Did racist white soldiers go after their black comrades in Cape Elizabeth? — Part I

In one of the more familiar images of black soldiers taken during the Civil War, the men of Co. E, 4th United States Colored Troops (USCT) stand outside a building. By late 1863, many black Maine men were joining the Army or Navy as the Lincoln Administration welcomed black recruits into uniform. (Library of Congress)

In one of the more familiar images of black soldiers taken during the Civil War, the men of Co. E, 4th United States Colored Troops (USCT) stand outside a building. By late 1863, many black Maine men were joining the Army or Navy as the Lincoln Administration welcomed black recruits into uniform. (Library of Congress)

Did racist white Maine soldiers run amuck at Camp Berry in Portland in mid-winter 1864?

Unsure as to the truth, a livid Gov. Samuel Cony wanted answers — immediately, if not sooner.

By late 1863, black Maine men were joining the fight against the Confederacy. War Department policy prohibited blacks from serving in white regiments, so except for a few situations, the black Mainers enlisted in black regiments being raised in other states.

According to the 1860 United States Census, Maine’s black population numbered fewer than 1,500 men, women, and children; less than 700 were men.

Neither number had changed considerably when the flaming Southern “Fire-Eater” Edmund Ruffin allegedly fired the first shot at Fort Sumter at 4:30 a.m., Friday, April 12, 1861. However, after learning about the incredible bravery displayed by the 54th Massachusetts Infantry warriors at Fort Wagner near Charleston in July 1863, black Mainers joined the fight.

On Saturday, Dec. 5, 1863, three eager recruits stood facing Capt. A.P. Davis at Augusta, possibly inside the State Capitol. Davis was the provost marshal for Maine’s 3rd Congressional District; his thoughts about the three recruits passed unnoted into history, but warm bodies were warm bodies, so he signed them up.

Cousins Daniel W. Peters, Dexter Peters, and James Peters hailed from Warren. They had traveled together in cold weather to join the fight against the Confederacy.

Like so many thousands of Maine boys who had preceded them into uniforms, the Peters all were farmers. Daniel was “twenty years and seven months” old, according to his enlistment papers.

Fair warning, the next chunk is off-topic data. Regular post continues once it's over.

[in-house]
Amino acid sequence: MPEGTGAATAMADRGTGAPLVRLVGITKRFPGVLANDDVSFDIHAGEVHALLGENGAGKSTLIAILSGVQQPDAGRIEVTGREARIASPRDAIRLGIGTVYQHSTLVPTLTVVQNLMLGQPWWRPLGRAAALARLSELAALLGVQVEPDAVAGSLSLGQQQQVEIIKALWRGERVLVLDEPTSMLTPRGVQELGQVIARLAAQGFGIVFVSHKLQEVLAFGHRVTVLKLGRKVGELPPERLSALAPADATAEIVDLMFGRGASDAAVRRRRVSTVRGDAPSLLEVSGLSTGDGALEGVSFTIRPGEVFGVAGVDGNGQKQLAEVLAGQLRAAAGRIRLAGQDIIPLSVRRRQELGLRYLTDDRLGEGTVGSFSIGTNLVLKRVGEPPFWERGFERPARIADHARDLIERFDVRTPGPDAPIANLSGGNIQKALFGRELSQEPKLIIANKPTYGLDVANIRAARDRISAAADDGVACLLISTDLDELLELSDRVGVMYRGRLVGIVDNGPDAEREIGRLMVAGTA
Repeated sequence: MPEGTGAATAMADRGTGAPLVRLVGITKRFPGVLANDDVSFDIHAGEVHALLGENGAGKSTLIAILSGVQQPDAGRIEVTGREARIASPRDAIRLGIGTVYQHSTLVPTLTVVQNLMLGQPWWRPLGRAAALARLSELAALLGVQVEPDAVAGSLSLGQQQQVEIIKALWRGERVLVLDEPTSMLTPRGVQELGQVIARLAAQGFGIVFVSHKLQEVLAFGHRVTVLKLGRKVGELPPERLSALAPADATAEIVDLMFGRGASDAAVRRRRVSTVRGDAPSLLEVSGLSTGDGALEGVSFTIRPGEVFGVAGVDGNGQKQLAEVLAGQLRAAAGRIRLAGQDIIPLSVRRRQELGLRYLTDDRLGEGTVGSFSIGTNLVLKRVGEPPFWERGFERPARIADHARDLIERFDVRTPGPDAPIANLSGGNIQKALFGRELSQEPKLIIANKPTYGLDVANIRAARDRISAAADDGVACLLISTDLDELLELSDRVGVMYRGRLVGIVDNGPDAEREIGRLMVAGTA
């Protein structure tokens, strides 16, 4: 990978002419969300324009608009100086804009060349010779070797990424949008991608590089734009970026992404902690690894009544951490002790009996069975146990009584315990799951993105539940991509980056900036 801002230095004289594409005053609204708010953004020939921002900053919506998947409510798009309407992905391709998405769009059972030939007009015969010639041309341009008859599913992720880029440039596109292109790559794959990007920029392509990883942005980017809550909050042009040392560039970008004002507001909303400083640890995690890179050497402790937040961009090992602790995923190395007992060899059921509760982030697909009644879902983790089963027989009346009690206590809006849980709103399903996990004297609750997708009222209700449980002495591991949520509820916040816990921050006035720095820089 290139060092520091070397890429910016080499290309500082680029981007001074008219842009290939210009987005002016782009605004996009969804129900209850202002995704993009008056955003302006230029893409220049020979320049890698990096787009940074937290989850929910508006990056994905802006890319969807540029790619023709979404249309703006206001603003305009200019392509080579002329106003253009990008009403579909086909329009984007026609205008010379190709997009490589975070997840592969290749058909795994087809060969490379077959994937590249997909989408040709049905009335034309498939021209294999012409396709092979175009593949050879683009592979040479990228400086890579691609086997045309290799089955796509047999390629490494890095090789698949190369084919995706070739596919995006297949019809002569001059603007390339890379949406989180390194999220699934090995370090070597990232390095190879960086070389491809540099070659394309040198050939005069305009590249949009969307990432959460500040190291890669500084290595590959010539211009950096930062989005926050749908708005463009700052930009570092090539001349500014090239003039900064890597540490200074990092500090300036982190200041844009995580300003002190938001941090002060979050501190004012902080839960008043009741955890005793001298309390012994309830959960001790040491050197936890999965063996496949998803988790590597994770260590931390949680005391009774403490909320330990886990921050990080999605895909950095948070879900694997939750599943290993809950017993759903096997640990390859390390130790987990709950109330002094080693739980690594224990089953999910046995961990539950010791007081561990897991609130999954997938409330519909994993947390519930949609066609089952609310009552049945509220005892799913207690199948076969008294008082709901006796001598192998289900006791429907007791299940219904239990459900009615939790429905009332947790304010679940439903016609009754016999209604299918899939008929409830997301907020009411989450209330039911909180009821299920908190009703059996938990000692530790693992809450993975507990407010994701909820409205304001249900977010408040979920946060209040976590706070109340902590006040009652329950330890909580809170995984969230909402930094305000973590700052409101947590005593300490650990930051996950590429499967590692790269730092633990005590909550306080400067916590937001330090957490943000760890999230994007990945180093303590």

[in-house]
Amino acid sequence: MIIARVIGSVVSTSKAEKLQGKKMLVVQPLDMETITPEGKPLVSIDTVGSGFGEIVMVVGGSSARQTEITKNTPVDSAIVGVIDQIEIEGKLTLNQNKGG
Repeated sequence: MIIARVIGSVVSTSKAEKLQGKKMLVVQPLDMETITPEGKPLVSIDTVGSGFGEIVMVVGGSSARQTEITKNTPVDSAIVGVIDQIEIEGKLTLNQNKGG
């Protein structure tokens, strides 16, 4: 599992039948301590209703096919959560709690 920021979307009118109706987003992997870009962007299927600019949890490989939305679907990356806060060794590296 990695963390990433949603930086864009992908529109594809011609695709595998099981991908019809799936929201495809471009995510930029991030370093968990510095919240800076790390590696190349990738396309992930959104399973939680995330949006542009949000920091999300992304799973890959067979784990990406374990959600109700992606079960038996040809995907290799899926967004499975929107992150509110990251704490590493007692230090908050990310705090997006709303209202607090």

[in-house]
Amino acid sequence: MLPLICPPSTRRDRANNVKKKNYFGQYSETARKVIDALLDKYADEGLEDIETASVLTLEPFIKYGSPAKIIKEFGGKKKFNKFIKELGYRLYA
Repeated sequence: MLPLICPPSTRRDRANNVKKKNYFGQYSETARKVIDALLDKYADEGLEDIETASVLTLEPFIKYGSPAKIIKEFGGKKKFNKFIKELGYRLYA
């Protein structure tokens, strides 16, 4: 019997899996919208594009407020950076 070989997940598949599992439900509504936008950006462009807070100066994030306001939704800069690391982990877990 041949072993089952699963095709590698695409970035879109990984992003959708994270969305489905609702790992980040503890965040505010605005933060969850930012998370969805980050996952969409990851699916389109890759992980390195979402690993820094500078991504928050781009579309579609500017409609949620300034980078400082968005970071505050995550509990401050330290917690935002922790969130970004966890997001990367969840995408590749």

James was 30, actually almost 31, and 18-year-old Dexter brought with him his father, Jacob, to sign the “consent in case of minor” that Dexter was really “eighteen years of age” and that he, Jacob, agreed in writing that “I do hereby freely give my consent to his volunteering as a Soldier in the Army of the United States for the period of three years.”

A surgeon examined the Peters and declared them fit for service. Davis asked each cousin to sign on the literal dotted lines, front and back on each man’s “volunteer enlistment“ forms.

Davis penned his signature to the “I certify, on honor” paragraph attesting that each cousin “was entirely sober when enlisted” and that “he is of legal age.”

Then Davis filled in each Peters’ physical description. Daniel stood 5-9 — tall for that era — and Dexter stood 5-6. James Peters was 5-5.

The Peters differed little in other physical attributes. Eyes? “Black.” Hair? “Black.” Complexion? “Black.” Davis quickly penned the same word on all three enlistment forms.

You get the drift; Daniel, Dexter, and James were black Mainers enlisting in a white-dominated Army to save the white-run Union.

Col. Robert Gould Shaw grasps his chest as a bullet strikes him while he leads the black soldiers of the 54th Massachusetts Infantry Regiment over the ramparts of Fort Wagner in summer 1863. Although inaccurate (the attack took place at night), the 1890 Kurz and Allison lithograph captures the heroism of the black troops, heroism that encouraged other black men to enlist in the Army or Navy.